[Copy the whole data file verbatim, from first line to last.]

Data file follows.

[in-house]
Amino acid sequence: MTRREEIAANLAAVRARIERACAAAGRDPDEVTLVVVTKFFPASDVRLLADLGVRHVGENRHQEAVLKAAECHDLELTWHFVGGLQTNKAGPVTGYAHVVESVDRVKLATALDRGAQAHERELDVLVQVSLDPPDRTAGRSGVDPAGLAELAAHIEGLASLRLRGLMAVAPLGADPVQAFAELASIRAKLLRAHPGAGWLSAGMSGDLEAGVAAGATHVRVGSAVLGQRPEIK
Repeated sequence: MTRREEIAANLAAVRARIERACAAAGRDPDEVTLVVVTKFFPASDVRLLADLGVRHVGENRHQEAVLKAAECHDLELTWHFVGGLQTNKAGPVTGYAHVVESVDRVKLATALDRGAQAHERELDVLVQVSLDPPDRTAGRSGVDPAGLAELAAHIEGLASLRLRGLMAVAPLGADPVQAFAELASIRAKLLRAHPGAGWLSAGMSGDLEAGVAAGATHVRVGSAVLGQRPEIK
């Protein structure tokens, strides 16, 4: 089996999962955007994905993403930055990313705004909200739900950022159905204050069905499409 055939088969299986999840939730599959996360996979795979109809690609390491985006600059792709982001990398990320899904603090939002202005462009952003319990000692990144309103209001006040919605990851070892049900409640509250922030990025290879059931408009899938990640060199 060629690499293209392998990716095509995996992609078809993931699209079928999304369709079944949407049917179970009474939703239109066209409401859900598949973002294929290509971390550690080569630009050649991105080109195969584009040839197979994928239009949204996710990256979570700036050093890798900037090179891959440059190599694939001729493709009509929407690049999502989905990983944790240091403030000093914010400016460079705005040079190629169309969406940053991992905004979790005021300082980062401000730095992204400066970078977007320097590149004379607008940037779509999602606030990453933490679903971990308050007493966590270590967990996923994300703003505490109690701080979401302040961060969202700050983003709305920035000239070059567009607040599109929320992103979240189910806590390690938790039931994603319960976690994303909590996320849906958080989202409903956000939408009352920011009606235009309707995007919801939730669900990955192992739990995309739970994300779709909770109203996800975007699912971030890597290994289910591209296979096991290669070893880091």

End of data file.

[in-house]
Amino acid sequence: MTRREEIAANLAAVRARIERACAAAGRDPDEVTLVVVTKFFPASDVRLLADLGVRHVGENRHQEAVLKAAECHDLELTWHFVGGLQTNKAGPVTGYAHVVESVDRVKLATALDRGAQAHERELDVLVQVSLDPPDRTAGRSGVDPAGLAELAAHIEGLASLRLRGLMAVAPLGADPVQAFAELASIRAKLLRAHPGAGWLSAGMSGDLEAGVAAGATHVRVGSAVLGQRPEIK
Repeated sequence: MTRREEIAANLAAVRARIERACAAAGRDPDEVTLVVVTKFFPASDVRLLADLGVRHVGENRHQEAVLKAAECHDLELTWHFVGGLQTNKAGPVTGYAHVVESVDRVKLATALDRGAQAHERELDVLVQVSLDPPDRTAGRSGVDPAGLAELAAHIEGLASLRLRGLMAVAPLGADPVQAFAELASIRAKLLRAHPGAGWLSAGMSGDLEAGVAAGATHVRVGSAVLGQRPEIK
């Protein structure tokens, strides 16, 4: 089996999962955007994905993403930055990313705004909200739900950022159905204050069905499409 055939088969299986999840939730599959996360996979795979109809690609390491985006600059792709982001990398990320899904603090939002202005462009952003319990000692990144309103209001006040919605990851070892049900409640509250922030990025290879059931408009899938990640060199 060629690499293209392998990716095509995996992609078809993931699209079928999304369709079944949407049917179970009474939703239109066209409401859900598949973002294929290509971390550690080569630009050649991105080109195969584009040839197979994928239009949204996710990256979570700036050093890798900037090179891959440059190599694939001729493709009509929407690049999502989905990983944790240091403030000093914010400016460079705005040079190629169309969406940053991992905004979790005021300082980062401000730095992204400066970078977007320097590149004379607008940037779509999602606030990453933490679903971990308050007493966590270590967990996923994300703003505490109690701080979401302040961060969202700050983003709305920035000239070059567009607040599109929320992103979240189910806590390690938790039931994603319960976690994303909590996320849906958080989202409903956000939408009352920011009606235009309707995007919801939730669900990955192992739990995309739970994300779709909770109203996800975007699912971030890597290994289910591209296979096991290669070893880091």